(HealthDay News) — The worldwide prevalence of non-partner sexual violence is estimated at 7.2%, with regional estimates ranging from 3.3 to 21%, according to a review published online February 12 in The Lancet.
Naeemah Abrahams, PhD, from the South African Medical Research Council in Cape Town, and colleagues conducted a systematic review to estimate the prevalence of non-partner sexual violence against women. A total of 7,231 studies were identified and 412 estimates were obtained for 56 countries.
The researchers found that 7.2% of women worldwide had ever experienced non-partner sexual violence. Central and southern sub-Saharan Africa had the highest estimates (21.0 and 17.4%, respectively), while the lowest prevalence was seen in south Asia (3.3%). Limited data were available for the following specific areas: central sub-Saharan Africa, North Africa/Middle East, eastern Europe, and high-income Asia Pacific.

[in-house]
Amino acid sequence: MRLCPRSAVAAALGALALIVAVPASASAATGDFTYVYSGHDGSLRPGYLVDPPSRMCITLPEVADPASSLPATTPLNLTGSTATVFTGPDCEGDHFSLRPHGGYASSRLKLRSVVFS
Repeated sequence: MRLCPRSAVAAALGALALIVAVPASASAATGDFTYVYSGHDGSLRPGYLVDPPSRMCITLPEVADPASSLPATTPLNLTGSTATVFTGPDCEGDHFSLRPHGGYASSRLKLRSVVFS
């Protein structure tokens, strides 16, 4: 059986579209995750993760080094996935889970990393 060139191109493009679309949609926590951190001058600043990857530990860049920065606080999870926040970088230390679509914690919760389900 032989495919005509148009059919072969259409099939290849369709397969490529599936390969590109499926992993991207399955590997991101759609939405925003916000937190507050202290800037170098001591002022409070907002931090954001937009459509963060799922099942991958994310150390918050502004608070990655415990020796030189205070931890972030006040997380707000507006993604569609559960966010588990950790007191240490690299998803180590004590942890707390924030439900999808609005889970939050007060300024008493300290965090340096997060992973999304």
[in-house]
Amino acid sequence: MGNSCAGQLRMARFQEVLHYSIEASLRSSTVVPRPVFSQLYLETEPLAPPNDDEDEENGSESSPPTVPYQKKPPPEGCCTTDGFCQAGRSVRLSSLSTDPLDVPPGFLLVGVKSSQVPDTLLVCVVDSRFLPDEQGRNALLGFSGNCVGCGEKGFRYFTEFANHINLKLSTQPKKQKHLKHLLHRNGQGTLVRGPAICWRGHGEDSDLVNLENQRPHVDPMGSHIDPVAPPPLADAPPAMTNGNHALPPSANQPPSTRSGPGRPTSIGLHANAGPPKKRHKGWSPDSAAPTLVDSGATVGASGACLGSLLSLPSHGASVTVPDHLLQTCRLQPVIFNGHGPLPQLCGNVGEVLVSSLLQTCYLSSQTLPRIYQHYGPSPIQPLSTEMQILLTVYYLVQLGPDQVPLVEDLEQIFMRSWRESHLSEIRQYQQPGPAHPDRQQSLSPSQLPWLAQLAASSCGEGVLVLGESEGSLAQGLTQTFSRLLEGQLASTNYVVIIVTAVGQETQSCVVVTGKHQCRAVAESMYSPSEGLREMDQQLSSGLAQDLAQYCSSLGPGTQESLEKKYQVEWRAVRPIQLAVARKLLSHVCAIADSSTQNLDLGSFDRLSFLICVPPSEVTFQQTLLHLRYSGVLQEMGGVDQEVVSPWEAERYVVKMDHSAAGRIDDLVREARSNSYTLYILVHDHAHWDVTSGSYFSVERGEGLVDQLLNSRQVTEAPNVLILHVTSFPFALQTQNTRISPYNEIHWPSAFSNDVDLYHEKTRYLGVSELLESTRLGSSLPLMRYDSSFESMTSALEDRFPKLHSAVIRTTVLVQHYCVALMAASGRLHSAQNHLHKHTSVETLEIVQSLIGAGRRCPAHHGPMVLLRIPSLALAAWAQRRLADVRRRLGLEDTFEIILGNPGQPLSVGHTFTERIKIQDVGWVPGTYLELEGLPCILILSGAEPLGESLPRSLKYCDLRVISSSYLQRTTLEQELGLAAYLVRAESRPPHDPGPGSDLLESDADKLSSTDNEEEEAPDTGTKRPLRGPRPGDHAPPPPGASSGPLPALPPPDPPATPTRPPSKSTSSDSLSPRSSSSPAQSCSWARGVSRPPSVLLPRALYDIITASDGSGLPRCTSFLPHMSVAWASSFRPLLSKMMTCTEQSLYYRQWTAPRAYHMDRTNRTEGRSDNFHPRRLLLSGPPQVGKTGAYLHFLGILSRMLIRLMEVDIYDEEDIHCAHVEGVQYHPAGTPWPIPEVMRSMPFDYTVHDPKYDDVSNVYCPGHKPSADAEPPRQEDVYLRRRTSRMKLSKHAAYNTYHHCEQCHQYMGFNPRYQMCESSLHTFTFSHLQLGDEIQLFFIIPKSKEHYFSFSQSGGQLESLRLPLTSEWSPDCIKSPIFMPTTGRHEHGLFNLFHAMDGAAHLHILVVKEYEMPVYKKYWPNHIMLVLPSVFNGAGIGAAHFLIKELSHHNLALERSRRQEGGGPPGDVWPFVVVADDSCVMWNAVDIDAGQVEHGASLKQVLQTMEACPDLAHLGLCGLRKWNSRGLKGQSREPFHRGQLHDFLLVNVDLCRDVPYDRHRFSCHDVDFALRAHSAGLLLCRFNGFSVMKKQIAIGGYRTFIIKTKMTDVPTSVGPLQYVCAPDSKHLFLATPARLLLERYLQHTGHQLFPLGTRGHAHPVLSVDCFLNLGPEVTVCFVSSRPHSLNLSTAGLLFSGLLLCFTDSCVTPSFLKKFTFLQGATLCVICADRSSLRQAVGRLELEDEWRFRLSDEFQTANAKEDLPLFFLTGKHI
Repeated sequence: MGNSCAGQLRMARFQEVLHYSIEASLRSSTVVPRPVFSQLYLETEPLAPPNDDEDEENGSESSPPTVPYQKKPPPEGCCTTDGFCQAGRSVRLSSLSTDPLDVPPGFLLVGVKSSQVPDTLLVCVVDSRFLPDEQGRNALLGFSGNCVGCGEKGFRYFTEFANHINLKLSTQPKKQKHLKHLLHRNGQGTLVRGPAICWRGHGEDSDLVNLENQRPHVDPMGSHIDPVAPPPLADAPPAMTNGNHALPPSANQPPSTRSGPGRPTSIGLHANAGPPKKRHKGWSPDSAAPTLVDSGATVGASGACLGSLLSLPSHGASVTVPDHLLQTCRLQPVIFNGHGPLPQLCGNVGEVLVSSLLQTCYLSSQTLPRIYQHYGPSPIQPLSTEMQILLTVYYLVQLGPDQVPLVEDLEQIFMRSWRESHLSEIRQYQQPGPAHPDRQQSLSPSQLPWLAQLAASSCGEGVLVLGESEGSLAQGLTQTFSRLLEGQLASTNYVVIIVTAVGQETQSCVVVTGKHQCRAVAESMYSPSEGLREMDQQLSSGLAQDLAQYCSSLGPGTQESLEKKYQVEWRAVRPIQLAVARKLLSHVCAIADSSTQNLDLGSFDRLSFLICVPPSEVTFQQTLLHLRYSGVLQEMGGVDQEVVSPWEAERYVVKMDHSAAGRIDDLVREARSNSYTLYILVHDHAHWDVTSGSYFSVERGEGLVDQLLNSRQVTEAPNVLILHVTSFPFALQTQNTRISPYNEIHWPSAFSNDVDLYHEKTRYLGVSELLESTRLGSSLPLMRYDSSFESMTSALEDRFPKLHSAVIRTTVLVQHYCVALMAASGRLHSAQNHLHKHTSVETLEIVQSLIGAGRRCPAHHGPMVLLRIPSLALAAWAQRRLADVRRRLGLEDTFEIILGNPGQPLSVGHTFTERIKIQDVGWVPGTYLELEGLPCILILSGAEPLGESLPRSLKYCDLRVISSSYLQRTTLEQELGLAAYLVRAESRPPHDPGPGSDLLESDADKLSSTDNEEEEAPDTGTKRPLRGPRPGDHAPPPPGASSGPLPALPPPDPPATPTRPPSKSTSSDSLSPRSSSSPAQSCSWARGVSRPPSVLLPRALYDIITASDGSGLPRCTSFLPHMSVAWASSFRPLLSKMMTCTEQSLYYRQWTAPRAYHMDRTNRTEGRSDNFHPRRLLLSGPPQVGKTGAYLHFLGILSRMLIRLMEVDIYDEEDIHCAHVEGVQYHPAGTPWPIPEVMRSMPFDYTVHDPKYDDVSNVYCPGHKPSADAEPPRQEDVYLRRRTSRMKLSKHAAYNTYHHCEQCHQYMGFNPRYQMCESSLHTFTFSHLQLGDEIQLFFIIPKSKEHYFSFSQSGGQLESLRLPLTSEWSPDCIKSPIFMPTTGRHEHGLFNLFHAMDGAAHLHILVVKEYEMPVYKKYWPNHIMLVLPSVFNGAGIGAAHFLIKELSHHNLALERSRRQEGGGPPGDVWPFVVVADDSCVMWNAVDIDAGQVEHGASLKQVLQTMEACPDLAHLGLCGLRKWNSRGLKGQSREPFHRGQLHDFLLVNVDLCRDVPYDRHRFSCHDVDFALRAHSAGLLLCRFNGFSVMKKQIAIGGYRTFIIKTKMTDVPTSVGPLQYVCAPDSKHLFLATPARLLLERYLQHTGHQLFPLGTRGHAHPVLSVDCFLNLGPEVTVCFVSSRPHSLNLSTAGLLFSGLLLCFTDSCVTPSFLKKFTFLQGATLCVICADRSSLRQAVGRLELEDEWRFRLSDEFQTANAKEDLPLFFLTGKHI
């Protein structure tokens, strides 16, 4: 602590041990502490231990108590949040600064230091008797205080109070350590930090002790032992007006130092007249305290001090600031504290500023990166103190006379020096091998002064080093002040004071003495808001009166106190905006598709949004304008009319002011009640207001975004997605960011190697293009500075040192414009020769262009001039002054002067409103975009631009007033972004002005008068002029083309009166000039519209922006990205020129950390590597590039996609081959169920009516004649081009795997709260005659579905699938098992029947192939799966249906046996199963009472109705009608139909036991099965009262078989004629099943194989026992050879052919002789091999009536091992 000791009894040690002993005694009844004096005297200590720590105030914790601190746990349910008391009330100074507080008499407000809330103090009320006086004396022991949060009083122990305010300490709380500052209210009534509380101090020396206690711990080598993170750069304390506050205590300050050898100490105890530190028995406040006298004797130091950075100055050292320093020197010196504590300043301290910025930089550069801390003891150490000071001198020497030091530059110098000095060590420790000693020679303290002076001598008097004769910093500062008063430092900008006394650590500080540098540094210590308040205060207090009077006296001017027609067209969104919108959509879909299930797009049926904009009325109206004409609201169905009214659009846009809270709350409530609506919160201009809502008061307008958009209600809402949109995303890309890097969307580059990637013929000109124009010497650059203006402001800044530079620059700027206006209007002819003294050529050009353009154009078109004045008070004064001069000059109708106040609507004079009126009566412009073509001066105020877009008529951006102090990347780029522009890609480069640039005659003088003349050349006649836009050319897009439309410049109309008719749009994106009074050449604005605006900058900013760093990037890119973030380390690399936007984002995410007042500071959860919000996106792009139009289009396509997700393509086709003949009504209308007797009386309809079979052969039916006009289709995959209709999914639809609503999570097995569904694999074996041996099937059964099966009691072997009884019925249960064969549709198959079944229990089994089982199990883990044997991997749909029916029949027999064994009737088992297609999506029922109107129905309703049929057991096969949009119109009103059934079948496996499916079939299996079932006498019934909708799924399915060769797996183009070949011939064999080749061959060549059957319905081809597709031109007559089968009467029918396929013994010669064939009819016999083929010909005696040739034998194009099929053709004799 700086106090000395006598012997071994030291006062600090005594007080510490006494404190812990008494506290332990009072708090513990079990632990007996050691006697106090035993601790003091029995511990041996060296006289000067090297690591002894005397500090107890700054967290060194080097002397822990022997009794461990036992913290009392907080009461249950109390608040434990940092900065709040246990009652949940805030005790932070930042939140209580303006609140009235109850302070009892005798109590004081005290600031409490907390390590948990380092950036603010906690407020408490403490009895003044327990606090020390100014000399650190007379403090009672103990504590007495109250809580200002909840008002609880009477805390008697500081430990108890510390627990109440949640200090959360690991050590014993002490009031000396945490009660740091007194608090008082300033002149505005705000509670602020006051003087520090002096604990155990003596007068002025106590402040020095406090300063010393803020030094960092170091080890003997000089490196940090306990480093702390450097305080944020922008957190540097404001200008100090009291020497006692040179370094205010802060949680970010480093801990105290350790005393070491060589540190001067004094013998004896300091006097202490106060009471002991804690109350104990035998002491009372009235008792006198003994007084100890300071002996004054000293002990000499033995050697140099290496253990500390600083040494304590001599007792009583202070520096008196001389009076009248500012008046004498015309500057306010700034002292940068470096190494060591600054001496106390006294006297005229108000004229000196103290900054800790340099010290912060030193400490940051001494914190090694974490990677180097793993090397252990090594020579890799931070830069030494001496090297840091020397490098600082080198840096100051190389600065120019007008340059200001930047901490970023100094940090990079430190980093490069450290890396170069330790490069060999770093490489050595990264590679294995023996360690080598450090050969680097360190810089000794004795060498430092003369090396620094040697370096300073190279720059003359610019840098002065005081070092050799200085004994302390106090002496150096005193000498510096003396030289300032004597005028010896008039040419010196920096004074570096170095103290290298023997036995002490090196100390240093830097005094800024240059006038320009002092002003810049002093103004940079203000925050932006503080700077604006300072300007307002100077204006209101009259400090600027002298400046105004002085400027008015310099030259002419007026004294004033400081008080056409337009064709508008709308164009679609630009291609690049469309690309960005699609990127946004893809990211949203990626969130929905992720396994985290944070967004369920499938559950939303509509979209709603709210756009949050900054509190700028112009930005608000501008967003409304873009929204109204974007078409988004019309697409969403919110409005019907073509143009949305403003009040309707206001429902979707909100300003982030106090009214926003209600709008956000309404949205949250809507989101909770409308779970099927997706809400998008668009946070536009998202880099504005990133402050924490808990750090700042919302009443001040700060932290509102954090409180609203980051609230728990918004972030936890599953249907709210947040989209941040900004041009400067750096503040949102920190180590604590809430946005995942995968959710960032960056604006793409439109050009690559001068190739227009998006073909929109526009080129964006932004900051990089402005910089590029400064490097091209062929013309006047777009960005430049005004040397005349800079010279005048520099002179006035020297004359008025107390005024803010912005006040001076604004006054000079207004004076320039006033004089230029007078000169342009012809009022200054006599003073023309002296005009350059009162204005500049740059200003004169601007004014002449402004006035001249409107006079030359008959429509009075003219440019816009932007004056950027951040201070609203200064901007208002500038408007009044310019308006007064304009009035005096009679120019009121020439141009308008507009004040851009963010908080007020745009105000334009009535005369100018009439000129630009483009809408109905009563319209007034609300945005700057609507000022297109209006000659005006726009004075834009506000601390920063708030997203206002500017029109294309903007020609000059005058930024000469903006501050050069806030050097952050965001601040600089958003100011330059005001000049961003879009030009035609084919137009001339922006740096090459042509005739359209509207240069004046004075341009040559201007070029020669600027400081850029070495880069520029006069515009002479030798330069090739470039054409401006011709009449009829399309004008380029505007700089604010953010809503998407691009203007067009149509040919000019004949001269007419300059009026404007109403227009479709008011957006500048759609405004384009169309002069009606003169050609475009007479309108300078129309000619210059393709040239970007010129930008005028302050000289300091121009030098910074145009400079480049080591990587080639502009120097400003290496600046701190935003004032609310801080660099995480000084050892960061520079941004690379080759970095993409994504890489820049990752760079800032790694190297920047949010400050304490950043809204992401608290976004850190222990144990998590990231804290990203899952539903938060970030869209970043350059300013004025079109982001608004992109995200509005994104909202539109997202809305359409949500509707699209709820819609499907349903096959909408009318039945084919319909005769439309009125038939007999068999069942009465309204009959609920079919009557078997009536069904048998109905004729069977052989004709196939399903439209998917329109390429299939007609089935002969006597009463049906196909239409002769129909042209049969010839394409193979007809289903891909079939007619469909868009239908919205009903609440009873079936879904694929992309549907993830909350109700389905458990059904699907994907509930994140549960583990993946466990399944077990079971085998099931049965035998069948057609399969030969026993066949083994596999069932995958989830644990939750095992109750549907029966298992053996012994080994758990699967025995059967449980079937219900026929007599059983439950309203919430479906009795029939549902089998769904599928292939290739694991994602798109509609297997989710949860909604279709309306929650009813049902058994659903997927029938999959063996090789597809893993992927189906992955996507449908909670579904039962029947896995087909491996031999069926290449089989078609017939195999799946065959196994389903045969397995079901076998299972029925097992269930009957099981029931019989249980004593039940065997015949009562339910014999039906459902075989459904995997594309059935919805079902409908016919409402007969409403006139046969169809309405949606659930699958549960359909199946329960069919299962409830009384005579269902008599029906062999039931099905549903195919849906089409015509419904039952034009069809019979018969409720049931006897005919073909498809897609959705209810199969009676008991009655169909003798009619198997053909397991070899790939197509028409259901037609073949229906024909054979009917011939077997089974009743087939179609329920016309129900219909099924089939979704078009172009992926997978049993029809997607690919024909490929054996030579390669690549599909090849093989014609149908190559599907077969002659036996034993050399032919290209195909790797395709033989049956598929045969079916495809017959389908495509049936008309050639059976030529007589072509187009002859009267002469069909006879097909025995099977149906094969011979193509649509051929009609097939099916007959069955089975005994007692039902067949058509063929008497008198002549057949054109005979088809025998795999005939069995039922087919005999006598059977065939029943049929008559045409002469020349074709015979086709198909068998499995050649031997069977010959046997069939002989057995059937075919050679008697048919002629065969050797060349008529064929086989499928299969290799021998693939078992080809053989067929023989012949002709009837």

“Sexual violence against women is common worldwide, with endemic levels seen in some areas, although large variations between settings need to be interpreted with caution because of differences in data availability and levels of disclosure,” the authors write. “Nevertheless, our findings indicate a pressing health and human rights concern.”